In the theory that I have just criticized, the concept of value was hidden. If looking for a moral value amounts to searching for what is moral, we may ask ourselves what supplementary meaning is provided in this case by the term “value”. It seems that it is just an empty shell, a sound which does not involve any concept: the concept of value disappears entirely in this context and is hidden by that of moral.
Similarly, if we maintain that looking for an aesthetic value is no more than looking for what is beautiful, a little reflection shows that in this case, the concept of value disappears behind that of beauty and has no meaning in itself. Lastly, more generally, if “looking for the value of quality X” comes down to “defining the nature of X”, the concept of value becomes meaningless. The term “value” means nothing more than “essence”. At this rate, searching for the value of X amounts to searching for what belongs to the essence of X. However, it is obvious that the concepts of value and essence are radically different.
Now we can see that the confusion between value and quality leads to a dead end. If we admit that they are two independent concepts, irreducible to one another, then we provide a specific meaning to the concept of value. We can now understand the axiological question “Has such and such quality any value?”.
We then come to realize that value “overlooks” the notion of quality as all types of qualities will be examined from this perspective (namely based on this notion of value), throughout the axiological investigation, or, in other words, value is “meta-qualitative” ( “meta” means “external and superior to”) as it belongs to a sphere, which is completely different from that of qualities. We can now see what the specific field of axiology, its object of study, really is: it does not involve asking whether such and such idea or concept is fair, beautiful, true, etc. but to question if justice, beauty, truth, etc. have a value. This discipline leaves it up to ethics, aesthetics, and science to determine if something is fair, beautiful or true.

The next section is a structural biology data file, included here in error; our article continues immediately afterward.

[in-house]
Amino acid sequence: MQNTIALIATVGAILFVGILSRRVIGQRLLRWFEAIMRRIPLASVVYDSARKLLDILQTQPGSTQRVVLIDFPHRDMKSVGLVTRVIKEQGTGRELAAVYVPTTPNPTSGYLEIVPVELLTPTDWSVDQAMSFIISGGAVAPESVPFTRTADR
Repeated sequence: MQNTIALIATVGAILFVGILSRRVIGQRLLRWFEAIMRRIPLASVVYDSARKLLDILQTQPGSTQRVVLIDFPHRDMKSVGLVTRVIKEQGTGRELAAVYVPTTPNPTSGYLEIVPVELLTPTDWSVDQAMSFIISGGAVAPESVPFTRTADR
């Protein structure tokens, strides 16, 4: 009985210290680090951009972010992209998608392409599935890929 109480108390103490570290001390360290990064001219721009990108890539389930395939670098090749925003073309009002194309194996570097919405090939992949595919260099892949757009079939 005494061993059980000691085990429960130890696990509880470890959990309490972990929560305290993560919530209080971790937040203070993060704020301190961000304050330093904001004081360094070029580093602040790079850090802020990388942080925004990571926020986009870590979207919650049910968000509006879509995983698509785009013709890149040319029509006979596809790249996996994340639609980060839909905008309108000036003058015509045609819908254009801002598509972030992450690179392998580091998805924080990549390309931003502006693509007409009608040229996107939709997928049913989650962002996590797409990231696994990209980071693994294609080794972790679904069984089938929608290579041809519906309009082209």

By way of consequence, it is understood that the notion of value cannot be expressed in a plural form as we do not ask ourselves whether morals have a moral value, beauty an aesthetic value, no more than whether courage has a brave value or fear a fearful value etc. Nevertheless, our aim is to determine whether all these qualities have a value, a concept whose meaning remains unchanged, whatever the quality. That is why there are no kinds of values. It can be concluded that value only has any sense when expressed in a singular form.
However, since the term of values, expressed in a plural form, is commonly employed in everyday language, I shall use it in the plural form at times. Nevertheless, it must be kept in mind that in doing so, I do not mean that there are different kinds of values.
This confusion may seem only to be grammatical, yet it has an extremely important consequence, which I now propose to examine.
It is generally agreed that Social Sciences pursue a scientific ideal: objectivity, achieved through the principle of neutrality, even if some researchers have a critical outlook on this ideal. We could define this principle as follows: to avoid using the notion of value when explaining a social or historical phenomenon, in other words, to avoid mixing judgments of facts and judgments of values. In a scientific study, no judgment of value whatsoever must be used. Only factual judgments may be employed as well as the hypotheses required to explain, classify or connect them. Value has been removed from the field of Social Sciences. This is also the case for the concept of quality as value and quality have been confounded. Is this approach justified? The distinction we have made between value and quality leads us to think afresh about the legitimacy of this removal, as regards the qualities.